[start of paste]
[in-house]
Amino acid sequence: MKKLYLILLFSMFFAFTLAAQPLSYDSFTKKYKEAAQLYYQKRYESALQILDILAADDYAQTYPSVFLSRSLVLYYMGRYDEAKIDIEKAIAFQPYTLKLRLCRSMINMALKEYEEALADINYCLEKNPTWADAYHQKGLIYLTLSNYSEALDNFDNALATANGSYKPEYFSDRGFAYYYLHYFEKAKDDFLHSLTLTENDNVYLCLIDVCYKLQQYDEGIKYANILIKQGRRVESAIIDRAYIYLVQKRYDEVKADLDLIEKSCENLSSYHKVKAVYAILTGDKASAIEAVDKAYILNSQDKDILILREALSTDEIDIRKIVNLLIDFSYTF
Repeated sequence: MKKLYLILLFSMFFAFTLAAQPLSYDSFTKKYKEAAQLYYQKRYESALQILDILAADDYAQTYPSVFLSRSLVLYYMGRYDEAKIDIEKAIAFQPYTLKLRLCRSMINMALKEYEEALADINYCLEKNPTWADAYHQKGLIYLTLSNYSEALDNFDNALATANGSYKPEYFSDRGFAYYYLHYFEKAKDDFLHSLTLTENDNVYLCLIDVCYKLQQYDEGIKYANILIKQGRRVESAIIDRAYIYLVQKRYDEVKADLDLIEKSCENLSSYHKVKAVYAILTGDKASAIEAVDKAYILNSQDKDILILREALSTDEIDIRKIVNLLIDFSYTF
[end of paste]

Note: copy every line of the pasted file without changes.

[in-house]
Amino acid sequence: MKKLYLILLFSMFFAFTLAAQPLSYDSFTKKYKEAAQLYYQKRYESALQILDILAADDYAQTYPSVFLSRSLVLYYMGRYDEAKIDIEKAIAFQPYTLKLRLCRSMINMALKEYEEALADINYCLEKNPTWADAYHQKGLIYLTLSNYSEALDNFDNALATANGSYKPEYFSDRGFAYYYLHYFEKAKDDFLHSLTLTENDNVYLCLIDVCYKLQQYDEGIKYANILIKQGRRVESAIIDRAYIYLVQKRYDEVKADLDLIEKSCENLSSYHKVKAVYAILTGDKASAIEAVDKAYILNSQDKDILILREALSTDEIDIRKIVNLLIDFSYTF
Repeated sequence: MKKLYLILLFSMFFAFTLAAQPLSYDSFTKKYKEAAQLYYQKRYESALQILDILAADDYAQTYPSVFLSRSLVLYYMGRYDEAKIDIEKAIAFQPYTLKLRLCRSMINMALKEYEEALADINYCLEKNPTWADAYHQKGLIYLTLSNYSEALDNFDNALATANGSYKPEYFSDRGFAYYYLHYFEKAKDDFLHSLTLTENDNVYLCLIDVCYKLQQYDEGIKYANILIKQGRRVESAIIDRAYIYLVQKRYDEVKADLDLIEKSCENLSSYHKVKAVYAILTGDKASAIEAVDKAYILNSQDKDILILREALSTDEIDIRKIVNLLIDFSYTF